Left: Calamity’s paint job was done by an Akron, Ohio artist
Right: Pam’s trailer, Calamity, all decked out for a trailer tour
In the early days of the Sisters on the Fly, the trips that were taking place were mostly in the southwest. Pam learned of a trip to Navajo Nation, an Indian reservation that Sister on the Fly founder, Maurrie Sussman, was intimately involved with in Arizona, and she signed up. She set out with “Calamity” and traveled all the way there from Ohio. Like me, in her excitement, Pam did not read the fine print on her first trip!! When she got there she discovered that they would be “dry camping.” This means no hook-ups! Boondocking! No hair dryers! No heaters! No hot water or electric to make a cup of coffee! To say that it was not what she had imagined would be an understatement. They experienced every kind of weather. Camping on the dessert floor before they traveled to the reservation the temperatures were brutally hot. Once they got to the higher elevations on the reservation, it was snowing! By most people’s standards the trip would have been classified as a “disaster” but it really isn’t just about the location. It’s about the people and their spirit. Pam saw something in this group and did not write them off.
The dessert caravan on Pam’s first trip to the Navajo Nation Reservation
The following summer Pam signed up for a trip in Alabama. That is where we met many years ago. I “clicked” with Pam on that trip of 65 sisters in Alabama in July, and we have been friends ever since. We meet up when our calendars coordinate but keep in touch in between trips. On that trip in Alabama we both met a number of sisters from our own geographic area that we had not known. We began planning more “local” weekend trips with our Maryland and Pennsylvania sisters.
Like me, Pam has found a “family” in her sisters. I grew up in the closest knit of families with six siblings and 44 first cousins on the south side of Chicago. Family events were epic! Living in New Jersey now with my siblings all in different states and my mom in Texas, I often find myself culling the edges of my social circles at the holidays to see who is out there that might need an invitation for dinner. It once seemed so strange to me to be having Thanksgiving with a fellow “family-less” Sister on the Fly, but it is the new normal now. As a society we are transient. Job opportunities move us and those we love to faraway places. We have to decide to be a harbor for those in need of a port. I made the choice to not feel bad about not having “family” at every holiday and to instead be the “family” to those in that spot.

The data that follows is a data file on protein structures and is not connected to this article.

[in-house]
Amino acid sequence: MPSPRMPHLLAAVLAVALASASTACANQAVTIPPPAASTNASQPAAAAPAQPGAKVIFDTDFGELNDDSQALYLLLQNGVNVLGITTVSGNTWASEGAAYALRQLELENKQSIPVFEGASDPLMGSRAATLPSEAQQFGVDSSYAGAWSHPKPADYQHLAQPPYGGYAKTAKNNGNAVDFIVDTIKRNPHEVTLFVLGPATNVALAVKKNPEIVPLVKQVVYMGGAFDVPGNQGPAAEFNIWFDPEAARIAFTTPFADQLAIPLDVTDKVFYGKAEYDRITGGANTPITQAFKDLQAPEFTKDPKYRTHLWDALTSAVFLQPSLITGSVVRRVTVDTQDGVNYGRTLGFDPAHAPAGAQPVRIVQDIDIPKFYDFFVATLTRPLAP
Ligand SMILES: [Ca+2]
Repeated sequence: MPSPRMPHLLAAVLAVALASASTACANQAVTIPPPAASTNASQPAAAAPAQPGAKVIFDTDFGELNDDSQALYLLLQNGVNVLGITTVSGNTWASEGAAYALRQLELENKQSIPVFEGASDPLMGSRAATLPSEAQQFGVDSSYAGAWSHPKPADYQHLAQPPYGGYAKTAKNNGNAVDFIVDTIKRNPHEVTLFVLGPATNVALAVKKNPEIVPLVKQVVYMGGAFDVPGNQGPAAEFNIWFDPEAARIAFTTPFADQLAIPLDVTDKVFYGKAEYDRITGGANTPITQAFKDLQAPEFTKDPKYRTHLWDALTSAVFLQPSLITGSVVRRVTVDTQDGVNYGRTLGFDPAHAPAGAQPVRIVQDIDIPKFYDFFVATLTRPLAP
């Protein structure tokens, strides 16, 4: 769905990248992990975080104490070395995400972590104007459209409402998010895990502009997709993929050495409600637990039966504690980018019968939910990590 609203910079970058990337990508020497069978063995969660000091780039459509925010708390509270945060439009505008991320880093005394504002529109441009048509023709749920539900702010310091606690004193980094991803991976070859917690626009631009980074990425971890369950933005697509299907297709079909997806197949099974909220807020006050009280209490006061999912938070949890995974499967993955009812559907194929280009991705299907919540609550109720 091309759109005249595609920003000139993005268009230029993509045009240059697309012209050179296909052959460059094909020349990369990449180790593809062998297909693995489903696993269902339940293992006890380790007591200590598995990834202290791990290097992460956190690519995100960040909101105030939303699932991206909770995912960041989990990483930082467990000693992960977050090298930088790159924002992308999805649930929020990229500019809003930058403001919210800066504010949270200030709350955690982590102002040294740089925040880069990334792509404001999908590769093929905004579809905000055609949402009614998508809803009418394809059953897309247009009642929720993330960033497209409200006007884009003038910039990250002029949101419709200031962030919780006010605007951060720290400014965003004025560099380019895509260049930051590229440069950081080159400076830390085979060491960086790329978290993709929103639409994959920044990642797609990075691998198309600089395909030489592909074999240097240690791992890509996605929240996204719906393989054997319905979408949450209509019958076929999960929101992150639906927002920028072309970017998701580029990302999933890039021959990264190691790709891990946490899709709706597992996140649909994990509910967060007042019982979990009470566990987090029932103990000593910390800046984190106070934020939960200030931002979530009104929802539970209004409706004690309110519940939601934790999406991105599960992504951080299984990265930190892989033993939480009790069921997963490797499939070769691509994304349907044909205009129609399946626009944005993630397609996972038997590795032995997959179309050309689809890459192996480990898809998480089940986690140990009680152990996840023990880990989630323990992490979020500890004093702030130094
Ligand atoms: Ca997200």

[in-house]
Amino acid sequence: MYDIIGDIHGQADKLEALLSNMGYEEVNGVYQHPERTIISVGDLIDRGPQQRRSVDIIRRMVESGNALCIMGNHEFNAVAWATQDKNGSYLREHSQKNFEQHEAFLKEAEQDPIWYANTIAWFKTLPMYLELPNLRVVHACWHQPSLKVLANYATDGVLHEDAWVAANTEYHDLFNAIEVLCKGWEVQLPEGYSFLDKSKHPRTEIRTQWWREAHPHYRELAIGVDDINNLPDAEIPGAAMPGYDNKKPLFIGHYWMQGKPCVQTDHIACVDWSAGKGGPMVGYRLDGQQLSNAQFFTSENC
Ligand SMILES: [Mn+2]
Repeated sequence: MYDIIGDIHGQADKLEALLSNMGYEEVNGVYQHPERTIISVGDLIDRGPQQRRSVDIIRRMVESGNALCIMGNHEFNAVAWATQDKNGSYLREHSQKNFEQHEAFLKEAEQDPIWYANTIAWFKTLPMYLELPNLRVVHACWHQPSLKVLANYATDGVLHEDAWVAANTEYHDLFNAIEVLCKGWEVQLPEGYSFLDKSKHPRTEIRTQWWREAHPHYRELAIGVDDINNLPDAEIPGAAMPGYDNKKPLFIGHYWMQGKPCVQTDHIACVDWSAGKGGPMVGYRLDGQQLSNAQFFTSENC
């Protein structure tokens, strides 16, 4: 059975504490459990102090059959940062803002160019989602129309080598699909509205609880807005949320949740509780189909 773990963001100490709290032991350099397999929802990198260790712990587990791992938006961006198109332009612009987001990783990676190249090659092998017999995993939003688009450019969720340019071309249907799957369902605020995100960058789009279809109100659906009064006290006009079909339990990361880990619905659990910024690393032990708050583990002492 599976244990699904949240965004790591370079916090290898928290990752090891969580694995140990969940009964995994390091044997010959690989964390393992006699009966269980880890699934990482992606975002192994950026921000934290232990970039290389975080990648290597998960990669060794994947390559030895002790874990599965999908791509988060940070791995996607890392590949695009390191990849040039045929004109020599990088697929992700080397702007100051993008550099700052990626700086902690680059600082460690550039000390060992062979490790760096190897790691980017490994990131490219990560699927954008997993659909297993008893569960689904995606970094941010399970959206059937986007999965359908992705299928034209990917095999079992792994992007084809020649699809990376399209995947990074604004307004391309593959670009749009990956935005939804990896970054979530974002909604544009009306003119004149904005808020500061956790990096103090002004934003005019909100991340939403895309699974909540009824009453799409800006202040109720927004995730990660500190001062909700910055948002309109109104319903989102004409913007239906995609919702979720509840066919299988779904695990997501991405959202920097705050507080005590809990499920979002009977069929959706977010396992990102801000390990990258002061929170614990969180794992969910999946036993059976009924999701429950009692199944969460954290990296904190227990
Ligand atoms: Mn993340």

Pam’s mom passed away several years ago and her other brother has retired to Florida, leaving her the last family member in Ohio. Last year was her first Christmas without “family.” Her schedule at work prevented her from traveling to her brother but with her Sisters, she is not alone. The group is about so much more than camping. It is presents arriving before Christmas and birthday greetings and notes to let you know someone is thinking of you. It’s knowing that if you had to be hospitalized, a Sister will come and stay with you and feed your cat and water your plants and take care of you when you get home. It is knowing that you are not alone, even when you are sitting there by yourself on Christmas day watching old movies. Her “sisters” are her family now and she thanks God for that. Family has become those that love us and those that participate in our lives in ways that “blood” family cannot always do. They fill gaps and let us know that we are loved and valued. Pam will be retiring in three years and is considering a move to the Maryland area where a lot of her “sisters” live. Life is as good and rich as we are willing to make it. Pam’s focus is not on what she doesn’t have, it is on all that she does have. I love you Sister Pam!! Thanks for being in my life. Call me any time!!
Pam with her Maryland “sisters,” Kris Woody and Tammy Newton